A look at this week's most intriguing health headlines.
Smokers: next time you have the urge to light up, try grabbing a side of asparagus instead. According to a new study published in the Oxford Journals, researchers found that smokers who consumed more fruits and veggies were more likely to be successful in their attempts to quit smoking. Just how much more? Participants who ate fruit and veggies four or more times a day while attempting to quit were three times more likely to be smoke-free 14 months later. What’s more, results were the same despite age, sex, race, education and household income.
The Journal of Women’s Health recently released results from a study looking at the connection between vitamin D levels and weight gain in older women. More than 4,600 women age 65 and older took part in the study, and those found to have insufficient levels of vitamin D in their blood gained an average of two pounds more during the course of the five-year study than those who had normal levels (30 nanograms per millimeter or above). Lest we forget the bad wrap vitamin D already gets for its connection to osteoporosis, heart disease, diabetes and certain types of cancer, consult with your physician to determine your D levels and map out a healthy plan for optimal health.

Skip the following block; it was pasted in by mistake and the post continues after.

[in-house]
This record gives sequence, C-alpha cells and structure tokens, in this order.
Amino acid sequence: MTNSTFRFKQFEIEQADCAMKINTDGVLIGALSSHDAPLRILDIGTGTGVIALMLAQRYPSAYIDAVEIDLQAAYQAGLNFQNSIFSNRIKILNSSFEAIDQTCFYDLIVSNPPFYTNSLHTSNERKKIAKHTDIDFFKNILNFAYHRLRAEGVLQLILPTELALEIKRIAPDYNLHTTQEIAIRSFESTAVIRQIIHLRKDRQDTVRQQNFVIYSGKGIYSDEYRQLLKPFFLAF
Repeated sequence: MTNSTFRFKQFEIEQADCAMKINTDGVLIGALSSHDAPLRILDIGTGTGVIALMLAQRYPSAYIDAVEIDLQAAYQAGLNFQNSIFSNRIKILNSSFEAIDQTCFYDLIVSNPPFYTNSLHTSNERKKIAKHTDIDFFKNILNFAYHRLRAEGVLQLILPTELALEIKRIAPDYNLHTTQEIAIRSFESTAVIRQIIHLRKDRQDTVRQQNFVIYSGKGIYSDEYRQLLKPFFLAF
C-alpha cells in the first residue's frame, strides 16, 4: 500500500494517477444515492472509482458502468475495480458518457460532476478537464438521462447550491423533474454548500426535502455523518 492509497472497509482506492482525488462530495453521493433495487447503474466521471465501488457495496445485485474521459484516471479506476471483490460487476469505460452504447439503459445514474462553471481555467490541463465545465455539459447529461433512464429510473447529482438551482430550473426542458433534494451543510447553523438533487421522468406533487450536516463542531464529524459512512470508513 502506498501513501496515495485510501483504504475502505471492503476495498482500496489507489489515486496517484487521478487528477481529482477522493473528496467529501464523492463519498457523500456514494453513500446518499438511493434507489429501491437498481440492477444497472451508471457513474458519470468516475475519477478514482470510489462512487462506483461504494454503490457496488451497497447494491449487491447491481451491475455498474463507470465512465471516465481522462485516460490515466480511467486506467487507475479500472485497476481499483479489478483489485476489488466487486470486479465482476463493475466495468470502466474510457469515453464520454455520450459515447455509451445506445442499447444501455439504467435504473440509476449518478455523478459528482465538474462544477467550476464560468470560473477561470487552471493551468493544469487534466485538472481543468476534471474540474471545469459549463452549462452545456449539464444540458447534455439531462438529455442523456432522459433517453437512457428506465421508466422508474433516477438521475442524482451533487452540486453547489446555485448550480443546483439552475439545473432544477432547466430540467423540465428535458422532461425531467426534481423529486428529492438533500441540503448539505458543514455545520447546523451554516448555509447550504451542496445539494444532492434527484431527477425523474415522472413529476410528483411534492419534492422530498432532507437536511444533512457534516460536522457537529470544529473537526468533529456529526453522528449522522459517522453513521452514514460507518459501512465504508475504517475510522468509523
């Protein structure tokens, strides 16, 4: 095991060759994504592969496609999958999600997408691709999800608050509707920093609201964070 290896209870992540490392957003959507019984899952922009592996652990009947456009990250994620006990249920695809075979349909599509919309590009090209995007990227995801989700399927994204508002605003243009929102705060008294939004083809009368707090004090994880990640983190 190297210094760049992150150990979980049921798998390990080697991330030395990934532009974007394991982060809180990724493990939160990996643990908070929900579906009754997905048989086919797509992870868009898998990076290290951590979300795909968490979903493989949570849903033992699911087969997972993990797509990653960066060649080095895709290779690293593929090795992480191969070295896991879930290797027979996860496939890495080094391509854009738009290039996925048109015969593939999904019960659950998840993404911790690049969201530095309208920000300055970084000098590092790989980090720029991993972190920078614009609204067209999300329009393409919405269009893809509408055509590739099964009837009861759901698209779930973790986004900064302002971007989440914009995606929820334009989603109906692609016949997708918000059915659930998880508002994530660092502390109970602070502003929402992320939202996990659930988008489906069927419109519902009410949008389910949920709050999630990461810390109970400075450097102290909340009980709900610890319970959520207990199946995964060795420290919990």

If you’ve experienced a vaginal delivery—either first-hand or as a witness—you know how truly miraculous it is when a baby emerges into the world in that way. But researchers at Charité University Hospital in Berlin, Germany, wanted to experience still more. With the intention of finding out what makes a baby’s birth stall in the birth canal, the team recorded a live birth on a MRI machine back in 2010. The newly released video shows just how a baby’s bones and skull plates shift to fit something that is historically described as a watermelon through an opening the size of a grapefruit. Watching the process in such a way makes this mom pause and marvel all over again at how amazing the human body truly is.
Dieters everywhere have a new option for weight loss assistance. This week the Food and Drug Administration approved Belviq, a weight loss drug that is the first in 13 years to receive FDA approval. A study of non-Type 2 diabetic trial participants shows that nearly half who took Belviq lost at least 5 percent of their starting weight, which comes to an average of 12 pounds over the course of a year. Not to be relied on as the sole course of weight loss, Belviq is best used in conjunction with a healthy diet and exercise regimen.